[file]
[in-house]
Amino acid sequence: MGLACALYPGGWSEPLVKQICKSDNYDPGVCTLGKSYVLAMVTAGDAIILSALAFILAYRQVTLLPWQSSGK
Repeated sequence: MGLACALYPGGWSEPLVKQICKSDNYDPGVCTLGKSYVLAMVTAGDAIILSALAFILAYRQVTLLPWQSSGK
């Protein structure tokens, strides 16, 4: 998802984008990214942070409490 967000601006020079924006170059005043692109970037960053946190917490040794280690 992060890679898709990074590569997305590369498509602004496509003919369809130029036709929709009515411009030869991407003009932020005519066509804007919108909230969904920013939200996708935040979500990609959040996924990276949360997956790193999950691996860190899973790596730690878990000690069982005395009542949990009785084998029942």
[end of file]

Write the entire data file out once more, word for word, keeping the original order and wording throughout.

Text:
[in-house]
Amino acid sequence: MGLACALYPGGWSEPLVKQICKSDNYDPGVCTLGKSYVLAMVTAGDAIILSALAFILAYRQVTLLPWQSSGK
Repeated sequence: MGLACALYPGGWSEPLVKQICKSDNYDPGVCTLGKSYVLAMVTAGDAIILSALAFILAYRQVTLLPWQSSGK
């Protein structure tokens, strides 16, 4: 998802984008990214942070409490 967000601006020079924006170059005043692109970037960053946190917490040794280690 992060890679898709990074590569997305590369498509602004496509003919369809130029036709929709009515411009030869991407003009932020005519066509804007919108909230969904920013939200996708935040979500990609959040996924990276949360997956790193999950691996860190899973790596730690878990000690069982005395009542949990009785084998029942």